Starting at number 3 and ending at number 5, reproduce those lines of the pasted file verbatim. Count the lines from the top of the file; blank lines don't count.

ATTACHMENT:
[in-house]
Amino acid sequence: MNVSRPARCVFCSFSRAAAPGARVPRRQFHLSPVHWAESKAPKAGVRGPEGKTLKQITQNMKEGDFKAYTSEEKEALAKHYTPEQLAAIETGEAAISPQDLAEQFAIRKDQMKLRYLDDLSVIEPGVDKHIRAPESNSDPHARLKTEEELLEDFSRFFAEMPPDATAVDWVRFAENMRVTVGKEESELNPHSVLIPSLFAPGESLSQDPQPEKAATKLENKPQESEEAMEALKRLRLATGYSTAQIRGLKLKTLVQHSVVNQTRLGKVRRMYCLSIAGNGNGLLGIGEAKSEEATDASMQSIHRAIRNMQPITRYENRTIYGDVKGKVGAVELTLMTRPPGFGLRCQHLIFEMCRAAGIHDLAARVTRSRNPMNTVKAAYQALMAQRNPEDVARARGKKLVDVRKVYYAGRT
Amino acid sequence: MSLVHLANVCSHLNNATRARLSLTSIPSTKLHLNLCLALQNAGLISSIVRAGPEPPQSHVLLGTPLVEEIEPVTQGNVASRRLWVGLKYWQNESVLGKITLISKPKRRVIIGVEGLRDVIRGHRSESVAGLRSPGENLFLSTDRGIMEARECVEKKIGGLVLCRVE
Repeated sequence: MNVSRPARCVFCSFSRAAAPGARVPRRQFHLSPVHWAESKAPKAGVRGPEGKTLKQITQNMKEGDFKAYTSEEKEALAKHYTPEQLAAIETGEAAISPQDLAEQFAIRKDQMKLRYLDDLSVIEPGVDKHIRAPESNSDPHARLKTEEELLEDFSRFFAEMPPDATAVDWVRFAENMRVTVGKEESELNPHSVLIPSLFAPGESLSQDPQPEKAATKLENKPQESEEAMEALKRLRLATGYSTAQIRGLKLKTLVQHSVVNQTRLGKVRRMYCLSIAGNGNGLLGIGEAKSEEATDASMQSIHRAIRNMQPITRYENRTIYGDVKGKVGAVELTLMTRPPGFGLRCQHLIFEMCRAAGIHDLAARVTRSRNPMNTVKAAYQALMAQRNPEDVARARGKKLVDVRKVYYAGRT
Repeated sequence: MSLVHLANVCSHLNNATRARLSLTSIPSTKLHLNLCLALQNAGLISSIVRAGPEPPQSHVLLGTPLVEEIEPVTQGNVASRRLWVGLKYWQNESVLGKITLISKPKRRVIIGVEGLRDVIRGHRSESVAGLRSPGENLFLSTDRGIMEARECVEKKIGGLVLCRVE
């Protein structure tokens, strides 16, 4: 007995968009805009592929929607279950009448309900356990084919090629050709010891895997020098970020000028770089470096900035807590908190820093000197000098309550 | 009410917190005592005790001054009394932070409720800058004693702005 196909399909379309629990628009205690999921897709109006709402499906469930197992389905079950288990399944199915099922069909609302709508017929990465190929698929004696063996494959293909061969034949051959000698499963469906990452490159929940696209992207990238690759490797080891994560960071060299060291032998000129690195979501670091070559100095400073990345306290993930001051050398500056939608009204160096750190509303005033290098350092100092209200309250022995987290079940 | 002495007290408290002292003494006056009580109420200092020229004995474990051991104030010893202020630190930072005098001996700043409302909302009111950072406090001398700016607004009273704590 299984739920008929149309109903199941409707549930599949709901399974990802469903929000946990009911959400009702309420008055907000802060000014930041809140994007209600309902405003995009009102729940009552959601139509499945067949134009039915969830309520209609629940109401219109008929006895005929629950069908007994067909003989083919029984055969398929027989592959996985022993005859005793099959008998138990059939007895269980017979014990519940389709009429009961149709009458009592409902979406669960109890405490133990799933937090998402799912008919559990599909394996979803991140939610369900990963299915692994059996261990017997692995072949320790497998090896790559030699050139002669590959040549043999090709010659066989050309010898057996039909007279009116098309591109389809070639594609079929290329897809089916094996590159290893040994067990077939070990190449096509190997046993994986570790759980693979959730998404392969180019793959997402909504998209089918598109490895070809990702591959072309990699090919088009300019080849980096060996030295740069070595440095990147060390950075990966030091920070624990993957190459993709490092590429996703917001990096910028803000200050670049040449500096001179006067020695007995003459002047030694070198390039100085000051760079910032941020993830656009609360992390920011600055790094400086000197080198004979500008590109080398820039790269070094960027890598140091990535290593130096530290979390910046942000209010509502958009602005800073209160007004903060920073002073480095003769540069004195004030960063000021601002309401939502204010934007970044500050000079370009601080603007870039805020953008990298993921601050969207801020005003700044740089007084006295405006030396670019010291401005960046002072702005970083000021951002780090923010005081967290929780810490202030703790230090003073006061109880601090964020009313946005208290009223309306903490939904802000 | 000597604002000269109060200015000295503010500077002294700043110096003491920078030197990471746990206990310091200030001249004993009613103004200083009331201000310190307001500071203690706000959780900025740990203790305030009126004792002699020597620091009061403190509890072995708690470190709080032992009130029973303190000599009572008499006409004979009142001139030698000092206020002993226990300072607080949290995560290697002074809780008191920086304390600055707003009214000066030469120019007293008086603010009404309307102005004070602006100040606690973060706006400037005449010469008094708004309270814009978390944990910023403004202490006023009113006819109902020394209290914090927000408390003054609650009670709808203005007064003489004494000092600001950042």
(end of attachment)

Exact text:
Amino acid sequence: MSLVHLANVCSHLNNATRARLSLTSIPSTKLHLNLCLALQNAGLISSIVRAGPEPPQSHVLLGTPLVEEIEPVTQGNVASRRLWVGLKYWQNESVLGKITLISKPKRRVIIGVEGLRDVIRGHRSESVAGLRSPGENLFLSTDRGIMEARECVEKKIGGLVLCRVE
Repeated sequence: MNVSRPARCVFCSFSRAAAPGARVPRRQFHLSPVHWAESKAPKAGVRGPEGKTLKQITQNMKEGDFKAYTSEEKEALAKHYTPEQLAAIETGEAAISPQDLAEQFAIRKDQMKLRYLDDLSVIEPGVDKHIRAPESNSDPHARLKTEEELLEDFSRFFAEMPPDATAVDWVRFAENMRVTVGKEESELNPHSVLIPSLFAPGESLSQDPQPEKAATKLENKPQESEEAMEALKRLRLATGYSTAQIRGLKLKTLVQHSVVNQTRLGKVRRMYCLSIAGNGNGLLGIGEAKSEEATDASMQSIHRAIRNMQPITRYENRTIYGDVKGKVGAVELTLMTRPPGFGLRCQHLIFEMCRAAGIHDLAARVTRSRNPMNTVKAAYQALMAQRNPEDVARARGKKLVDVRKVYYAGRT
Repeated sequence: MSLVHLANVCSHLNNATRARLSLTSIPSTKLHLNLCLALQNAGLISSIVRAGPEPPQSHVLLGTPLVEEIEPVTQGNVASRRLWVGLKYWQNESVLGKITLISKPKRRVIIGVEGLRDVIRGHRSESVAGLRSPGENLFLSTDRGIMEARECVEKKIGGLVLCRVE